The former “Xena” sidekick is a marine biologist specializing in whale song recruited, practically abducted, by Ahab to help him track Moby Dick. Sort of the Ishmael of this version, but don’t call her Ishmael. I wish the movie hadn’t called her anything because the scenes focusing primarily on her border on dead air. Watching people sitting around with headsets listening to whale song is about as entertaining as watching people sitting around with headsets listening to whale song.
The production is also greatly hindered by adventuresome visuals more ambitious than the f/x budget allows. Hard not to get the impression that you’re often watching the same set number of computer effect shots repeated over and over from different angles and durations; hard not to because that is exactly what you’re watching.
If you’re just looking for a corny creature feature to snicker at and have some cheap laughs with then 2010: Moby Dick will provide you with some schlock value. Just don’t be surprised if find yourself compelled at times to want to mash the fast forward button between the first and last fifteen minutes.
Now if I may take a moment to comment on something that remains a sticking point with me. A movie titled 2010: Moby Dick just got released on DVD at the end of November 2010. I understand many smaller studios like The Asylum now consider it smart business to put a number before a film’s title because VOD and online retailers list movies beginning with numerals and this makes it more likely to for their films to be seen first – I get that. What I don’t get is releasing a movie with 2010 at the outset of the title at the end of the year 2010. This isn’t like all those “2012” titles that will be outdated in two years because at least those movies are specifically titled to that year because of a perceived catastrophic event that is part of the current cultural zeitgeist. Why not have titled this film 21st Century Moby Dick? Still an unwieldy title, but at least you get your numerical listing and your movie won’t be outdated for at least a century instead of a mere 38 days after its release. In all likelihood this film is going to get reissued a year from now for resale in Wal-Mart $5 bins; 2010: Moby Dick is going to sound so passé even to budget shoppers.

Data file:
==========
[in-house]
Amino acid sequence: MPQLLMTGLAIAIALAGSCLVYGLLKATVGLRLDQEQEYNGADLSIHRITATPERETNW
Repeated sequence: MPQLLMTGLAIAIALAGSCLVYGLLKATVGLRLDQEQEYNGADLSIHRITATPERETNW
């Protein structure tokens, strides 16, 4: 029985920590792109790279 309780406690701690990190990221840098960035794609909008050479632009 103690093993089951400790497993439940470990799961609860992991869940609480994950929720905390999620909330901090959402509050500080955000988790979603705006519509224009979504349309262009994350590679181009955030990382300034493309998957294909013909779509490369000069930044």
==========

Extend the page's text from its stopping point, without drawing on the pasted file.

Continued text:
2 1/2 out of 5